The experts pointed out that: “The Guantánamo detainees’ lack of legal protection and the resulting anguish caused by the uncertainty regarding their future has led them to take the extreme step of a hunger strike to demand a real change to their situation.”

      Their continuing detention was “a flagrant violation of international human rights law and in itself constitutes a form of cruel, inhuman and degrading treatment”.

      The Inter-American Commission on Human Rights, said: “We have received specific information regarding the severe and prolonged physiological and psychological damage caused by the detainees’ high degree of uncertainty over basic aspects of their lives, such as not knowing whether they will be tried or whether they will be released and when; or whether they will see their family members again.”

      Emmerson drew attention to the fact that the US government had admitted there were at least 86 prisoners who had been cleared for transfer. “In other words,” he noted, “all relevant security-related government agencies or authorities have expressly certified that those detainees do not represent a threat to US security.”

      The UN experts called on the US to either charge or release the detainees. Washington should “adopt all legislative, administrative, judicial, and any other types of measures necessary to prosecute, with full respect for the right to due process, the individuals being held at Guantánamo naval base or, where appropriate, to provide for their immediate release or transfer to a third country, in accordance with international law.”

    2. unicef:

      Conversations with Syrian Refugees
      At Bab Al Salama camp on the Syrian-Turkish border, Raya talks about when her husband was killed and how she feels her children are “going backwards”. Her son Aysa, 11, talks about his life before and after the family fled their home.

      You can read more here.

      You can see more “Conversations” here.

    3. humanrightswatch:

      Burma: Ethnic Cleansing of Rohingya Muslims in Arakan State

      Burmese authorities and members of Arakanese groups have committed crimes against humanity in a campaign of ethnic cleansing against Rohingya Muslims in Arakan State since June 2012. Human Rights Watch documented the role of the Burmese government and local authorities in the forcible displacement of more than 125,000 Rohingya and other Muslims and the ongoing humanitarian crisis. Burmese officials, community leaders, and Buddhist monks organized and encouraged ethnic Arakanese backed by state security forces to conduct coordinated attacks on Muslim neighborhoods and villages in October 2012 to terrorize and forcibly relocate the population. The tens of thousands of displaced have been denied access to humanitarian aid and been unable to return home.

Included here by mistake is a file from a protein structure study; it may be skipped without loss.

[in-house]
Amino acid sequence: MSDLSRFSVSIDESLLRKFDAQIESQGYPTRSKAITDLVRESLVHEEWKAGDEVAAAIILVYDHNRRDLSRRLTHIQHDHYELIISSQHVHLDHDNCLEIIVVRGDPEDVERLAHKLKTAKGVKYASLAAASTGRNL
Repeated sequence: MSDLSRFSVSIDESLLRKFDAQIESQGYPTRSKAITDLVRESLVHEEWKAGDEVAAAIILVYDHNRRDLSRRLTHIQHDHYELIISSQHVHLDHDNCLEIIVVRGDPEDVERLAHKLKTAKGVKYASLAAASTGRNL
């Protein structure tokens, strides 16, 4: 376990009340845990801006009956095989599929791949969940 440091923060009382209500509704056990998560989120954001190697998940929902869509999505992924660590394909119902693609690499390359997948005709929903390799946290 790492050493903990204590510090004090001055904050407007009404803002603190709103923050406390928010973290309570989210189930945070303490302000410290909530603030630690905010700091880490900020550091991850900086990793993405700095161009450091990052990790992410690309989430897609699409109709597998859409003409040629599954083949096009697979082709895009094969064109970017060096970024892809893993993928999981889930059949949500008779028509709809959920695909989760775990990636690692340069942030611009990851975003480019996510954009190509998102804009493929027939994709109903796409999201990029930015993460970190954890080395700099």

Photo 1: Aung Minglar, the last remaining Muslim neighborhood in Sittwe, the capital of Arakan State.  About 8000 Rohingya still live in the neighborhood, which is surrounded by hostile Arakanese communities and guarded by Burmese troops. Rohingya residents are prevented from leaving the area or obtaining work, and authorities have declared them ineligible for international humanitarian assistance on grounds that they are not displaced persons. © 2012 Greg Constantine

      Photo 2: The burned and bulldozed remains of an Islamic university after arson attacks in June 2012. Sittwe, Arakan State. © 2012 Ryan Roco

      Photo 3: A makeshift camp outside Sittwe to which some Rohingya from Pauktaw fled in October 2012. The camp is short of basic necessities, including latrines, adequate food, medicine, and sufficient shelter. © 2012 Ryan Roco

      Photo 4: Displaced Rohingya women collect water in an IDP camp outside the state capital, Sittwe. More than 125,000 Muslims have been displaced since June 2012 and many still live in overcrowded camps without access to sufficient aid. © 2012 Ryan Roco

      Photo 5: A camp of internally displaced Rohingya outside Sittwe, Arakan State. Some families live with more than 10 people in a single overcrowded tent. Many in the camp are unregistered and thus denied provisions being distributed by humanitarian agencies and local partners. © 2012 Ryan Roco

    4. humanrightswatch:


Somalia’s Displaced: The Reform Test
“They don’t care about us,” the Somali woman told us. “They don’t rescue us when the women are crying for help.” She was describing the people who controlled her camp for displaced people in the capital city, Mogadishu. In fact, the voices of Somalia’s displaced have been regularly ignored, and often actively silenced.
The father of a young woman who was raped by four men in government military uniform told us: “We don’t know anyone here. We are new to Mogadishu, so we didn’t try to go to justice, because the commander was harassing us at the time my daughter was raped. So how I can trust anyone here? We must keep silent.”
Read more on Somalia’s displaced here.
 
Photo: Newly-arrived refugees gather at the Dagahaley refugee camp in Dadaab, near Kenya’s border with Somalia on July 16, 2011. © 2011 Reuters

      humanrightswatch:

      Somalia’s Displaced: The Reform Test

      “They don’t care about us,” the Somali woman told us. “They don’t rescue us when the women are crying for help.” She was describing the people who controlled her camp for displaced people in the capital city, Mogadishu. In fact, the voices of Somalia’s displaced have been regularly ignored, and often actively silenced.